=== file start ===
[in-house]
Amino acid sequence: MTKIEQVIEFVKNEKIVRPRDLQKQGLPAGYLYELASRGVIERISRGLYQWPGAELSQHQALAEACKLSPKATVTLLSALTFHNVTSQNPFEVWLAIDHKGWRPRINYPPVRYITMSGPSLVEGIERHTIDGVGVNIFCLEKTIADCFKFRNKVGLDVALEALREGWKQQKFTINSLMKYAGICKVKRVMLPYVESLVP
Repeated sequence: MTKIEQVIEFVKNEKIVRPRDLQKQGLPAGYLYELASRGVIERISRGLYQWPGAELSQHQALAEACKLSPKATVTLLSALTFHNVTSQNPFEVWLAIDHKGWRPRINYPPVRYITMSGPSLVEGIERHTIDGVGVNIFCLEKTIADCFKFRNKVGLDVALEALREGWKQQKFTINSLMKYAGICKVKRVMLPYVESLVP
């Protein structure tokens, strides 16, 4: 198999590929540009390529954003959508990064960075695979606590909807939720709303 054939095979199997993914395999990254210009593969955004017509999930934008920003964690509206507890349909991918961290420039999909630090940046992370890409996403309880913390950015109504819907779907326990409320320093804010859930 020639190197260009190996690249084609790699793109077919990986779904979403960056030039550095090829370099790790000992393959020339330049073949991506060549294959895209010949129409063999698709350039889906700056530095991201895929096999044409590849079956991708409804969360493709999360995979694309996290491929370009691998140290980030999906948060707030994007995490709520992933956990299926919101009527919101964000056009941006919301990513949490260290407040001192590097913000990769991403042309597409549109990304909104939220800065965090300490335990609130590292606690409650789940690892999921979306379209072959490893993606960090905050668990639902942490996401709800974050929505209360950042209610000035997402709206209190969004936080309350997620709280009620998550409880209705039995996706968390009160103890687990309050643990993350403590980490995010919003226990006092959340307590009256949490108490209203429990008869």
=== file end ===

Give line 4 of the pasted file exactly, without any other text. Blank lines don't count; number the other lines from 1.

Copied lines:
């Protein structure tokens, strides 16, 4: 198999590929540009390529954003959508990064960075695979606590909807939720709303 054939095979199997993914395999990254210009593969955004017509999930934008920003964690509206507890349909991918961290420039999909630090940046992370890409996403309880913390950015109504819907779907326990409320320093804010859930 020639190197260009190996690249084609790699793109077919990986779904979403960056030039550095090829370099790790000992393959020339330049073949991506060549294959895209010949129409063999698709350039889906700056530095991201895929096999044409590849079956991708409804969360493709999360995979694309996290491929370009691998140290980030999906948060707030994007995490709520992933956990299926919101009527919101964000056009941006919301990513949490260290407040001192590097913000990769991403042309597409549109990304909104939220800065965090300490335990609130590292606690409650789940690892999921979306379209072959490893993606960090905050668990639902942490996401709800974050929505209360950042209610000035997402709206209190969004936080309350997620709280009620998550409880209705039995996706968390009160103890687990309050643990993350403590980490995010919003226990006092959340307590009256949490108490209203429990008869």